Ways through the minefield of estate tax

SERIOUS financial planning for retirement must include planning to minimise inheritance tax. All assets can pass from one spouse to the other free of tax, but when the second partner dies the inheritance tax will claim 40 per cent of everything in excess of the tax threshold, currently pounds 154,000.

Falling property prices have eased the problem for many families, but some could still be caught unless they plan ahead. The first rule of estate planning is that you cannot save yourself a tax bill. In most cases, the tax is levied after death on someone's estate and on the value of certain gifts in the seven years before death. So there is no point in risking penury for the sake of heirs.

But for anyone seeking significant savings, it is advisable to pay for professional advice. The detailed inheritance tax rules are laden with pitfalls for the unwary. For example, the biggest single asset for many is the home. But giving it away and then living there for a nominal rent will not impress the Inland Revenue. It could be a "gift with reservation" and useless for the avoidance of inheritance tax. .

One ruse is to give half the home away on death - enough to make use of the pounds 154,000 nil-rate band - while leaving other assets to the surviving spouse. Then the estate of the surviving spouse will be that much smaller on death and there will be a lower tax bill.

First it is necessary to establish the right type of joint ownership. With a joint tenancy the home goes automatically to the surviving spouse. With a tenancy in common, each joint owner is allowed to give his or her share to someone else.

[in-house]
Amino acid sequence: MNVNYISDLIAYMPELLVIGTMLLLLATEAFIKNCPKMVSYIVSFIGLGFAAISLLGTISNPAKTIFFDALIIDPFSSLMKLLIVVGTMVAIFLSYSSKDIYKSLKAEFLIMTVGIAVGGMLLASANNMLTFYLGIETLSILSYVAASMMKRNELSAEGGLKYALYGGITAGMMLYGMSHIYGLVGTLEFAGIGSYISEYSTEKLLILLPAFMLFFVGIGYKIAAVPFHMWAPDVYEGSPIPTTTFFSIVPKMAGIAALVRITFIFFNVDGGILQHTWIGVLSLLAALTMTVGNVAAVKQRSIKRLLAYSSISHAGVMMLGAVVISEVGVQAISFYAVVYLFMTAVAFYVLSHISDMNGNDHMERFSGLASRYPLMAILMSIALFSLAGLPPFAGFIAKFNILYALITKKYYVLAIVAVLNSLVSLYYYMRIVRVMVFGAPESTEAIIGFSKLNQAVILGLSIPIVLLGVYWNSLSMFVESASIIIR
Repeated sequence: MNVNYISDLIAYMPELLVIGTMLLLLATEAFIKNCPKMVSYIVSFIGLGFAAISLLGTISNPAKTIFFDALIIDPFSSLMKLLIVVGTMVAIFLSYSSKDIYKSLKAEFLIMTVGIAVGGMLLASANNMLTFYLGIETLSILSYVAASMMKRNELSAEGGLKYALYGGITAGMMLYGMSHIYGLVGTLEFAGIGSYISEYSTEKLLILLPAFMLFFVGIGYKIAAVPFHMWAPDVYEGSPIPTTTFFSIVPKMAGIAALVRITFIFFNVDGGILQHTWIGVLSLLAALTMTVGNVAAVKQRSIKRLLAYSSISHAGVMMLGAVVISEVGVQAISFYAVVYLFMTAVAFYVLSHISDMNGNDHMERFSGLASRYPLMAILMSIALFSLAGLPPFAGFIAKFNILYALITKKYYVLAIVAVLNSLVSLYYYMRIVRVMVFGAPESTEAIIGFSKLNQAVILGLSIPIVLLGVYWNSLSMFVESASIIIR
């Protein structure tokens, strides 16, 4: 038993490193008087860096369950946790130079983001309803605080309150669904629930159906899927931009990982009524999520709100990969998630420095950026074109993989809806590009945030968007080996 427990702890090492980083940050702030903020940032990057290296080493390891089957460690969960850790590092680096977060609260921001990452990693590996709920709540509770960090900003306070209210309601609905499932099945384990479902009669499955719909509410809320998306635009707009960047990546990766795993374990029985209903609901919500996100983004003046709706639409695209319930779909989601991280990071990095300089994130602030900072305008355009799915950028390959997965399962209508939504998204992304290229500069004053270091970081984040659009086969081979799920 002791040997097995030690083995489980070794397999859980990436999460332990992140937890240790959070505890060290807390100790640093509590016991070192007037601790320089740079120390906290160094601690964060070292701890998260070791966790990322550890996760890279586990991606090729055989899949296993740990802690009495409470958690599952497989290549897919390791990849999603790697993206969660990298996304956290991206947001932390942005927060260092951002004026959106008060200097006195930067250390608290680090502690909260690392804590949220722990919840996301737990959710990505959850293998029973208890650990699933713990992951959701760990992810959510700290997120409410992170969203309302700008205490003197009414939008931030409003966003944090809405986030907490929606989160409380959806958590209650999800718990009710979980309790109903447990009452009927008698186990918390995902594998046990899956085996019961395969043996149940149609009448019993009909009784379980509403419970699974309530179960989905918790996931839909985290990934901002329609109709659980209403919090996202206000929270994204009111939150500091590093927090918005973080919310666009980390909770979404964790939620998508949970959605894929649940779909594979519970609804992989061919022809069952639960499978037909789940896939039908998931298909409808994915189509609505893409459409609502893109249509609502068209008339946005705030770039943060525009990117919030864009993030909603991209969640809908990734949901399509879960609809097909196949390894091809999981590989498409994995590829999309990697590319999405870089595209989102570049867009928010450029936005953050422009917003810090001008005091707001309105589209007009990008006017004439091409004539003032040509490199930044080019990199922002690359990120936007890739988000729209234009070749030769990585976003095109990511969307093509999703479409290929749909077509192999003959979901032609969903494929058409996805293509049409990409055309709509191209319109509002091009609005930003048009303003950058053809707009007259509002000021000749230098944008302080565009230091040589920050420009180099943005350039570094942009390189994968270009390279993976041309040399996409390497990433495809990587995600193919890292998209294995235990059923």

When it comes to fairly substantial estates, planning becomes more complicated and expensive. Taking out sufficient life insurance to cover the tax bill on the estate on death is one option, but the cost could outweigh any eventual tax saving.

It is always advisable to make sure a life policy of any kind is written in trust to chosen beneficiaries. In this way the pay-out does not form part of an estate and is outside the tax net. Insurance companies can easily arrange for life policy proceeds to be written in trust.

And the use of other types of trust lies at the heart of much estate planning. There can be several reasons for putting things in trust rather than simply making an outright gift.

For example, one common practical option is to set up a trust for children or grandchildren who are too young to be given substantial assets.

And trusts of any sort allow the giver to retain some control over the assets. It is even possible to make a loan to a trust - which means that the giver can recoup the assets if circumstances change.

But gifts to certain "discretionary" trusts carry an immediate charge to inheritance tax - just one good reason why professional advice is essential.

o The David Aaron Partnership, based in Woburn Sands, Buckinghamshire (01908-281544) publishes a 'Simple Guide to Inheritance Tax' for pounds 7 post- free.

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